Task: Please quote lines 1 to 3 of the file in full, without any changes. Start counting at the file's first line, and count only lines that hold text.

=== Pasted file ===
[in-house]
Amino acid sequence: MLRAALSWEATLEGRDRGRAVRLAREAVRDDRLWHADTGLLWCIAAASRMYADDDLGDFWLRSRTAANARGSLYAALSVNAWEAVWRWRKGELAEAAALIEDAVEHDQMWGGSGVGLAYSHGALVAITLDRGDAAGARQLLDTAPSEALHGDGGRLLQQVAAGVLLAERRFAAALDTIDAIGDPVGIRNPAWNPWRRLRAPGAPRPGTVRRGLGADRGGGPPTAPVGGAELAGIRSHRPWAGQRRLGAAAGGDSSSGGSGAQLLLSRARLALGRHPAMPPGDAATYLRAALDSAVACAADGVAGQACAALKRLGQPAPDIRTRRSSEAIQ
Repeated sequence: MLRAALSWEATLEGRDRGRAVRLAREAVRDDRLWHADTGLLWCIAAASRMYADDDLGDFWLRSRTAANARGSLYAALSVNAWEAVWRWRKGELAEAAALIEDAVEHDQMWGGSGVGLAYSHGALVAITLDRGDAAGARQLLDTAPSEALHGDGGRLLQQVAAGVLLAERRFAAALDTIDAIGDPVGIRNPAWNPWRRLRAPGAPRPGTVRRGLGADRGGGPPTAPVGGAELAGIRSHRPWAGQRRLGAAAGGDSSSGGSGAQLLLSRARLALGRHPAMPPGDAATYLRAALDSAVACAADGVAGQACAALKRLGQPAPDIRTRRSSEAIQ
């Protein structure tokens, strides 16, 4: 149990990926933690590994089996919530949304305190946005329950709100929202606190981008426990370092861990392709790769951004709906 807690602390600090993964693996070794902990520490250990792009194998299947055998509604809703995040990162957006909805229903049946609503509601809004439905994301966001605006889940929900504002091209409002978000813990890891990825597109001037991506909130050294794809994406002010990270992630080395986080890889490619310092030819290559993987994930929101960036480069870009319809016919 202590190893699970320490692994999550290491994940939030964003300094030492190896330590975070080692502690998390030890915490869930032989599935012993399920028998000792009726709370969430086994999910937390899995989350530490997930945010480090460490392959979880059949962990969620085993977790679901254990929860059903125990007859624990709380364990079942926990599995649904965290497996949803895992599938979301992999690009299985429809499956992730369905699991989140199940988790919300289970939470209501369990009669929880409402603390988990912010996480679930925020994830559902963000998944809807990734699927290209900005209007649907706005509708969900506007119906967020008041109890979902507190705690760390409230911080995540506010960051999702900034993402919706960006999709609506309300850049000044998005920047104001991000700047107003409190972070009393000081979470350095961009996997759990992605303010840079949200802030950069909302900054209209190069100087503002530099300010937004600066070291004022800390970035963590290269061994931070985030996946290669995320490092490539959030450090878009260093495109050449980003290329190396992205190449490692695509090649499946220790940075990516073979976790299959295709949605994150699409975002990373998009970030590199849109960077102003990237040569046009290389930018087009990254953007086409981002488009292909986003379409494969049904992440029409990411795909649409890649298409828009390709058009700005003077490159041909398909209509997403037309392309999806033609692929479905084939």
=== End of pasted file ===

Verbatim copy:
[in-house]
Amino acid sequence: MLRAALSWEATLEGRDRGRAVRLAREAVRDDRLWHADTGLLWCIAAASRMYADDDLGDFWLRSRTAANARGSLYAALSVNAWEAVWRWRKGELAEAAALIEDAVEHDQMWGGSGVGLAYSHGALVAITLDRGDAAGARQLLDTAPSEALHGDGGRLLQQVAAGVLLAERRFAAALDTIDAIGDPVGIRNPAWNPWRRLRAPGAPRPGTVRRGLGADRGGGPPTAPVGGAELAGIRSHRPWAGQRRLGAAAGGDSSSGGSGAQLLLSRARLALGRHPAMPPGDAATYLRAALDSAVACAADGVAGQACAALKRLGQPAPDIRTRRSSEAIQ
Repeated sequence: MLRAALSWEATLEGRDRGRAVRLAREAVRDDRLWHADTGLLWCIAAASRMYADDDLGDFWLRSRTAANARGSLYAALSVNAWEAVWRWRKGELAEAAALIEDAVEHDQMWGGSGVGLAYSHGALVAITLDRGDAAGARQLLDTAPSEALHGDGGRLLQQVAAGVLLAERRFAAALDTIDAIGDPVGIRNPAWNPWRRLRAPGAPRPGTVRRGLGADRGGGPPTAPVGGAELAGIRSHRPWAGQRRLGAAAGGDSSSGGSGAQLLLSRARLALGRHPAMPPGDAATYLRAALDSAVACAADGVAGQACAALKRLGQPAPDIRTRRSSEAIQ